Unity in Diversity is not just another phrase but is highly prudent to a country like Nigeria that is rich in both culture and heritage. A few quotes or statements can not describe the position that Nigeria holds in the global map because of its colourful and unique culture. Various cuisines, festivals, music, literature, art forms, dance, traditions, costumes, everything is very special in the land of Gods.

Nigeria needs to move beyond being a mere supplier of raw materials to the developed world if it is to improve living standards across the continent. To end the cycle of poverty that has plagued the continent, Nigeria need to launch a sustained industrialization drive. To succeed, an industrial mind-set would have to be established in Nigeria, a process that will require sophisticated marketing and distribution strategies along with large amounts of capital. It would also require stable markets and a fair degree of governmental transparency. The need for consumerism, urbanization and industrial time discipline is widely felt in contemporize Nigeria.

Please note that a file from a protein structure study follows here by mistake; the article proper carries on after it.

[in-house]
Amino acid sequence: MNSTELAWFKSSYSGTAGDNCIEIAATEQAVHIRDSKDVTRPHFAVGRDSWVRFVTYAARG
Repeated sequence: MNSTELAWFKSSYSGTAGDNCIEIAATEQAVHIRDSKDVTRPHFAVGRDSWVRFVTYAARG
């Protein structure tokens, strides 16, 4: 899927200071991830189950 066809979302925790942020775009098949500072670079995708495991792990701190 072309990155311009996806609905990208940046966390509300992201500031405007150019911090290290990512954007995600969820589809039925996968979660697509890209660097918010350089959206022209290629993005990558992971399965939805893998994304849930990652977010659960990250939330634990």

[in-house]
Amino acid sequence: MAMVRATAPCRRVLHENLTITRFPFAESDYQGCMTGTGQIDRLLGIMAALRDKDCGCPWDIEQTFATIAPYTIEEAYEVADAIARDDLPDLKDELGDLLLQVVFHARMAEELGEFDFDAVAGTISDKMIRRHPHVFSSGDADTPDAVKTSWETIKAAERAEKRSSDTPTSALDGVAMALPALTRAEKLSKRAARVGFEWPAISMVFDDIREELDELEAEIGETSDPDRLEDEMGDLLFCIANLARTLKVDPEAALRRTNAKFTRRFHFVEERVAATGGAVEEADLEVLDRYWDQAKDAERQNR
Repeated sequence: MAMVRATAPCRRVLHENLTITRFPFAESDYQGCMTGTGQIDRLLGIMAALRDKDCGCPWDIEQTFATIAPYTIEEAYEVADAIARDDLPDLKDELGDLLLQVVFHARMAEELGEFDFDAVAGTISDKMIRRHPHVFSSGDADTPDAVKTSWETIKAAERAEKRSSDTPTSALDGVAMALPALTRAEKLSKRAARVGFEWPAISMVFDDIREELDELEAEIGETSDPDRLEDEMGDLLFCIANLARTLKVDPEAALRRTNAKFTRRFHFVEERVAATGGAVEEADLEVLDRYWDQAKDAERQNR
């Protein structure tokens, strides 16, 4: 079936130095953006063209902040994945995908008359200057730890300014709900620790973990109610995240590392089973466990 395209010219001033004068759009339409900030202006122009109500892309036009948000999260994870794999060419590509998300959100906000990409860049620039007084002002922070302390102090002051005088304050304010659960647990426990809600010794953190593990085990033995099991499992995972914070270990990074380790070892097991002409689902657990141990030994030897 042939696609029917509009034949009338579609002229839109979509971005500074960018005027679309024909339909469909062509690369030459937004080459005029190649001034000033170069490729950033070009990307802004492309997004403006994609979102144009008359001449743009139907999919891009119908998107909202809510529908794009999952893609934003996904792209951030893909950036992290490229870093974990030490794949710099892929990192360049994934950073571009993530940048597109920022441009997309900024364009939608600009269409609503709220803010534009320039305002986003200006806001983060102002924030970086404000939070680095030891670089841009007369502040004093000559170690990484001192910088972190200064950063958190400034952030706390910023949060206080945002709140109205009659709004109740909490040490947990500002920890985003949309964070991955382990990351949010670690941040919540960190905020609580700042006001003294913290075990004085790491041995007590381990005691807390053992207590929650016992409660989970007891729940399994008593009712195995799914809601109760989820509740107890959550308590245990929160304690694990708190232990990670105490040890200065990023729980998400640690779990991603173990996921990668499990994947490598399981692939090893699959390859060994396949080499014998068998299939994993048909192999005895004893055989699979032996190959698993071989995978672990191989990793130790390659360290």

Widespread development of industrial and technological modes of production is very important. Feminist scholars argue that the processes of industrialization and its usual concomitants —consumerism, urbanization and industrial time discipline—cannot be understood without reference to the social hierarchies operating where industrialization occurs.